Today’s Top 10 is a guest post from Laura McQuillan. Laura is a freelance journalist, who’s gone from working as a Newstalk ZB political reporter, to freelancing in Brazil since the beginning of the year. She’s currently covering the lead-up to the Rio 2016 Olympics, between Caipirinhas at Copacabana Beach.
We welcome your additions in the comment stream below or via email to email@example.com.
If you’re interested in contributing the occasional Top 10 yourself, contact firstname.lastname@example.org.
1. The Olympics are on Rio’s doorstep, but the place is a mess. I, for one, am fascinated to see how they manage to clean it up in time. Parallels have been drawn with Greece’s shambolic hosting effort in 2004 – and the Games are, at least in part, to blame for the ancient country’s current woes. Politico reports:
“There is no better place to contemplate ephemeral human ambition and a crumbling national economy than a ruined building … Athenians have plenty of choice. They can, of course, climb up to the Parthenon, but perhaps a better choice would be the overgrown Olympic tae kwon do, beach volleyball or softball stadia or the waterless Olympic swimming pools and canoe and kayak facilities.”
From The Guardian’s photo series on the abandoned venues.
After the 2012 World Cup, many of Brazil’s dozen new stadiums were left to ruin, but Rio 2016 officials promise there’ll be no repeat of that after next year’s Olympics.
2. Meanwhile, Brazil’s economy is in a tailspin, with the country’s rich and powerful implicated in the widening Petrobras corruption scandal. Among those recently arrested is billionaire businessman Marcelo Odebrecht, whose company is building the biggest Rio 2016 projects here: the athletes’ village, Olympic Park, sports venues, a new metro line, a new airport runway. The spiralling scandal couldn’t come at a worse time for Brazil’s embattled government, amid mounting speculation President Dilma Rousseff could be impeached, and after her predecessor was formally placed under investigation in the Petrobras saga. On Friday, the Real hit a 12-year low against the US Dollar, and there’s chat of a downgrade in the near future.
3. My new city may be the home of Carnival, but when it comes to cerveja, the options are pretty terrible. But craft beer is slowly starting to take off and New Zealand’s own Moa is looking to capitalise on that growth. Despite many Brazilians thinking Nova Zelândia is in Europe, they’re huge fans of the All Blacks, Maori tattoos and, it seems, our beer!
4. If, like me, you’re a terrible, nervous driver, this will make you want to retire from the road: Fiat Chrysler launched a mass recall of Jeep Cherokee vehicles after hackers figured out how to “wirelessly carjack” drivers. Wired’s Andy Greenberg was driven into a ditch in the name of journalism.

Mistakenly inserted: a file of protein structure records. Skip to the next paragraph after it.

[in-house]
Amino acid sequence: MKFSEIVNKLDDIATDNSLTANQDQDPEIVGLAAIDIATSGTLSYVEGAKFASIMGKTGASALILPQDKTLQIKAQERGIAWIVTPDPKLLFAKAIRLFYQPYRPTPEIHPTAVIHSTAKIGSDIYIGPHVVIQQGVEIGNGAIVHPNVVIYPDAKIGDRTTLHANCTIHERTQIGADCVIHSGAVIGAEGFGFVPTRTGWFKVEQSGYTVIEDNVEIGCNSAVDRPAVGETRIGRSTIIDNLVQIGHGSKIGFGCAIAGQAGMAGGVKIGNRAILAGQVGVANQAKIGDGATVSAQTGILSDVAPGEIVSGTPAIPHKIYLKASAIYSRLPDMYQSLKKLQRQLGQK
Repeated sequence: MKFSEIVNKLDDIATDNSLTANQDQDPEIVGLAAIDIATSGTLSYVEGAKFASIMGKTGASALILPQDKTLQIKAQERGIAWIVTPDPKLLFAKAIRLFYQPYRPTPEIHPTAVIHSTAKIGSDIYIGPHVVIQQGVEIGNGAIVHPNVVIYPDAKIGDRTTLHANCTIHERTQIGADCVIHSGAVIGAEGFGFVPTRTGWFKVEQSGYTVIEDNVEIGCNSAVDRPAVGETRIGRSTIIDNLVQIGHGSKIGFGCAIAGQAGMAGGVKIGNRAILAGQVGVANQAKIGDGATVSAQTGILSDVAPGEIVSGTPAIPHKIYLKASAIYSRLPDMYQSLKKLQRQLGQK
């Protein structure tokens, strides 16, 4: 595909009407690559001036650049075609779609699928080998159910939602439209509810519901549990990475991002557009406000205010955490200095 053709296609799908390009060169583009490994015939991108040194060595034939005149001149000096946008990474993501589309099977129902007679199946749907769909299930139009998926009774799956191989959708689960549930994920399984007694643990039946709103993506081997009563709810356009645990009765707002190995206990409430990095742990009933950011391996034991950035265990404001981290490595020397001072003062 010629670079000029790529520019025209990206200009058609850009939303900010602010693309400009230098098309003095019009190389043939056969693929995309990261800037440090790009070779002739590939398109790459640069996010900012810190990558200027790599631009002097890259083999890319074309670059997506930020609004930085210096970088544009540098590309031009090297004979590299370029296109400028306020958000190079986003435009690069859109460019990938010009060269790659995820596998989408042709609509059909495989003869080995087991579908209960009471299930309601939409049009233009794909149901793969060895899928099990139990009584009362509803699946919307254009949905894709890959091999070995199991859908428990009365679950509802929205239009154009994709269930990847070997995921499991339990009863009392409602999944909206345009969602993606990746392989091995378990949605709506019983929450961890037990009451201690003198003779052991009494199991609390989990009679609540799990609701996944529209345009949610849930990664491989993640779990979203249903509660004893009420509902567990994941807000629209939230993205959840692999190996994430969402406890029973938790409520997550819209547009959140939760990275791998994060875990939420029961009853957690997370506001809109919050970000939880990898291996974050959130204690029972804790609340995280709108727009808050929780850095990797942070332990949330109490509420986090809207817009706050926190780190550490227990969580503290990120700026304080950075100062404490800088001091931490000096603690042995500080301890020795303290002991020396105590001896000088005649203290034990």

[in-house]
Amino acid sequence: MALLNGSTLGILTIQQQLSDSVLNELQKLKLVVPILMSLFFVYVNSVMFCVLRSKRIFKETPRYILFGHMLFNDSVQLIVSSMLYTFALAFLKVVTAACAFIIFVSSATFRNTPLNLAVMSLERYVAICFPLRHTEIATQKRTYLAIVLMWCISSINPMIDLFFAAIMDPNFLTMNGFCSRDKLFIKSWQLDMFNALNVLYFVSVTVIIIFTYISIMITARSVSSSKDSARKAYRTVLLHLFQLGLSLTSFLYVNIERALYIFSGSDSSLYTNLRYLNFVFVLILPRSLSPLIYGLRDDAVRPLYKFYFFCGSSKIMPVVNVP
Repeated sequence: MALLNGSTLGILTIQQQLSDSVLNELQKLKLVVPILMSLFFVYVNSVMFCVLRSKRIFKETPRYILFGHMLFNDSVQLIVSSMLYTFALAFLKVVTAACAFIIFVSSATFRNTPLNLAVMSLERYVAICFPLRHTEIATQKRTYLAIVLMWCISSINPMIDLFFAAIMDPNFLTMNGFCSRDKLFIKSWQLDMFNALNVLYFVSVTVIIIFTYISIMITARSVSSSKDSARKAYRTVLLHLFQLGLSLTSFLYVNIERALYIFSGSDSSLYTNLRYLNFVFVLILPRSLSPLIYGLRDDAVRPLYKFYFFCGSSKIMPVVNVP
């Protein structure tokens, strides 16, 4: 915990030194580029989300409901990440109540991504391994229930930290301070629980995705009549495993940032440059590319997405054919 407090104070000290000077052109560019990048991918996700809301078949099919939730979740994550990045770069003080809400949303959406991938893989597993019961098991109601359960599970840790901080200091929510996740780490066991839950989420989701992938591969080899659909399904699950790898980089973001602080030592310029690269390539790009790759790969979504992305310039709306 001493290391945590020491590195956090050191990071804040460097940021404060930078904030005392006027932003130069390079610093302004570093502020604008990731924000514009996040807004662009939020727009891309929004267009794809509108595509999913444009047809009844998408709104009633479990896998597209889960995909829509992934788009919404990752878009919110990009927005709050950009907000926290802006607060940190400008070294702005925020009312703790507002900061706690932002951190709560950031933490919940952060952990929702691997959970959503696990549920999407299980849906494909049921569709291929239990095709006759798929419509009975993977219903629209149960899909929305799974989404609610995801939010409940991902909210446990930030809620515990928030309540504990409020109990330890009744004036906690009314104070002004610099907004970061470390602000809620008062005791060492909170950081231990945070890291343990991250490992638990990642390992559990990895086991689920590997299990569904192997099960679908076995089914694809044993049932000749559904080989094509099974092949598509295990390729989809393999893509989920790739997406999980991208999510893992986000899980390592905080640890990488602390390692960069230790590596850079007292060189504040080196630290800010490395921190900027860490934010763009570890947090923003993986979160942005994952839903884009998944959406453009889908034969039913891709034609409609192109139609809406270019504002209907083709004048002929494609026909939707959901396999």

5. On a related note, it’s only a matter of time until sentient machines kill us all. The Wall Street Journal asks if we can create an ethical robot.
Should your car swerve to save the life of the child who just chased his ball into the street at the risk of killing the elderly couple driving the other way?
“Thinking robots” are pretty high up on my “most terrifying things” list. My favourite podcast station, Radiolab (which has taught me almost everything I know), has a fascinating episode on just this, where a reporter sat down for an interview with the world’s most sentient robot.
6. Giving up my day job has really taught me a thing or two about living frugally: here in Rio, a month’s rent costs almost exactly the same as a month’s wages for many people. Like many people, I’ve never bothered to keep track of my spending, and I’ve frittered away plenty of my income.
I found this article – about a young woman who lived on just 51% of her income – an interesting experiment. You won’t find me making my own cleaning products, though.
7. Look up “hot mess” in the dictionary, and you’ll find a recent photo of Donald Trump. The mogul illustrates the pitfalls of having more money than sense. Fingers crossed he’ll ditch the Republicans and make a third-party run for the presidency, as TIME suggests. Our future depends on it.
Donald Trumps hair piece fleeing to the Mexican boarder. pic.twitter.com/PmjPwOHvtg
— You had one job (@_youhadonejob) July 23, 2015
8. I can totally relate to China’s recent economic issues: I get paid, go completely nuts clothes shopping, panic, then cut up my credit card. Luckily, I’m not an emerging economy.
Experts everywhere are weighing in on what on earth the Chinese government is up to, and what it means to folks at home – both in China, and around the world.
Meanwhile, politicians and corporations inside China are offering somewhat nutty explanations:
Lin Zuoming, chairman of the Aviation Industry Corporation of China, said recently that the market crash was the result of a scheme by hostile foreign investors to undermine the country’s reforms and overthrow the party.
9. Why are we Kiwis so afraid of Chinese-sounding names? It seems nothing in New Zealand is safe:
Overwhelmingly Chinese surnames in that list of pie award winners. How dare they come here and make delicious food for us to eat?!?
— Alexia Russell (@AlexiaRussell3) July 21, 2015
10. While most Kiwi government agencies and ministers seem to think social media exists only to share links to their latest boring press releases, Nasa has set a new standard for good government social media engagement. The space agency has more than four million followers watching every mind-blowingly-beautiful post, and did an exclusive deal with Instagram for the first photo from New Horizons’ Pluto fly-by:
Nasa also has a mobile app, a service that sends you alerts when the International Space Station is flying over your house, and soon it’ll invite us all to move to a new planet!